Tags: russia | trump | economics

Taming the Bear: What Trump Should Do With Putin

Taming the Bear: What Trump Should Do With Putin
President Donald Trump waves as he steps out of Air Force One upon arrival in Morristown, New Jersey, on July 20, 2018. (Nicholas Kamm/AFP/Getty Images)

By Monday, 23 July 2018 11:11 AM Current | Bio | Archive

We are less than four months away from a possibly game-changing midterm election.

If, as is quite possible, the Democrats regain control of the House of Representatives, the national government will shortly be paralyzed, as Democrats will begin impeachment proceedings against President Trump, as well as scores of investigations of the president and his personal finances, all designed to undermine his policies and his effort to transform the federal government.

The stakes are high, and this explains the tone of near-hysteria which accompanied President Trump’s recent summit with Russia’s strongman, Vladimir Putin. The Democrats and their echo-chamber in the mainstream media have suggested that the president is Putin’s puppet, and that Trump’s possibly ill-advised or inadvertent remarks indicating that he trusted Putin more than American intelligence agencies was characterized as treasonous, and as much of a manifestation of evil as the Holocaust or 9/11.

This was so far from the truth as to be risible, but for the fact that Mr. Trump’s opponents must have believed that this was the way to excite their partisans, to gather financial contributions for the coming political battle, and to continue the efforts to undermine Mr. Trump that we now know began with the Obama administration, and indeed, the very intelligence services quite properly questioned by Mr. Trump.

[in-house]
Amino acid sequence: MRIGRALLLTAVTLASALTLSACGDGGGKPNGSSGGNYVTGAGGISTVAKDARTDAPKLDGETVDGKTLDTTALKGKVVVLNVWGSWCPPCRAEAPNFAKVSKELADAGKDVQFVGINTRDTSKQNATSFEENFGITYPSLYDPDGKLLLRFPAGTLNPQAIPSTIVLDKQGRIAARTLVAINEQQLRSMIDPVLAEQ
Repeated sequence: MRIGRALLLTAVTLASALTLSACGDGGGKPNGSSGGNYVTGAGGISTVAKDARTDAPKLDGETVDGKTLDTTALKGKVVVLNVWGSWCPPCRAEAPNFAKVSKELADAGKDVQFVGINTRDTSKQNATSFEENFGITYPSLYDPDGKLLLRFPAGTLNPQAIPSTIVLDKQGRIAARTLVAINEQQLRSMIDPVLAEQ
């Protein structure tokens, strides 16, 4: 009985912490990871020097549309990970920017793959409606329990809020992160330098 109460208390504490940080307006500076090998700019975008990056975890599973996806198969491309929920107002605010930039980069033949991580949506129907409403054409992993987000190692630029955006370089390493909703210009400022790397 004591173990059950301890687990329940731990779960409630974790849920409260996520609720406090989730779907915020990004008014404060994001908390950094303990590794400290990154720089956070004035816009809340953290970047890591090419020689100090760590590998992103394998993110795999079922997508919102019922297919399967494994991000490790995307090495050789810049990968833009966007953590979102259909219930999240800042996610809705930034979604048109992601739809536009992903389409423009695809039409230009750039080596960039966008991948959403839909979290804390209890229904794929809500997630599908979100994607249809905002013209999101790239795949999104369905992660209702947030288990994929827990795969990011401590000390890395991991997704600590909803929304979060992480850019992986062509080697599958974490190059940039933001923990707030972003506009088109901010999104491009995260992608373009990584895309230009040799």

The continued effort to link Mr. Trump with the Russian misdeeds will eventually fail, as Special Counsel Mueller’s investigation finally comes to a close, and concludes that while the Russians, as they have done for generations, sought to meddle in our domestic affairs, their efforts were, in fact, negligible and ineffective.

All of this, however, ought to be an opportunity for American voters to consider the importance (or lack thereof) of foreign affairs to domestic politics. The ever-brilliant and irascible Ann Coulter astutely observed that, “Obsessing over irrelevant, unsolvable problems in remote parts of the globe is how liberals prove they are intellectuals. North Korea, Syria, Russia — that’s what you’re supposed to care about. Not your own country.” The equally brilliant and provocative Kurt Schlichter wrote this week that, “Any legit criticism of Trump’s policies is swamped by the insanity. But that’s part of the plan. They [Trump’s critics] want people so outraged they can’t, or won’t, think. This is a cynical ploy to ramp things up to a fever pitch and panic the weakhearts.”

So what is reality here? What ought to be our attitude toward Russia, and, indeed, the rest of the world? What is the emerging Trump doctrine and ought one to support it? As far as Russia is concerned Trump’s policy is simple. He seeks to make Russia an ally rather than an adversary. There is nothing extraordinary in this; in World War II it was Russian efforts on which we relied to defeat Hitler, and while there was, of course, a generation-long period in which we struggled with the Soviet Union’s communism for world domination, in 1989, when the Soviet Union collapsed, and the Berlin wall fell, that struggle came to an end.

Russia remains a great power, but it is no longer a hegemonic force for the reformation of the world economy along socialist lines. Russia is not exactly a Jeffersonian paradise, and, indeed, its autocracy would not be something Americans would want to embrace, but, in the long-term, Moscow could well turn out to be an important trading partner, and long-term Russian interests might well dovetail with our own.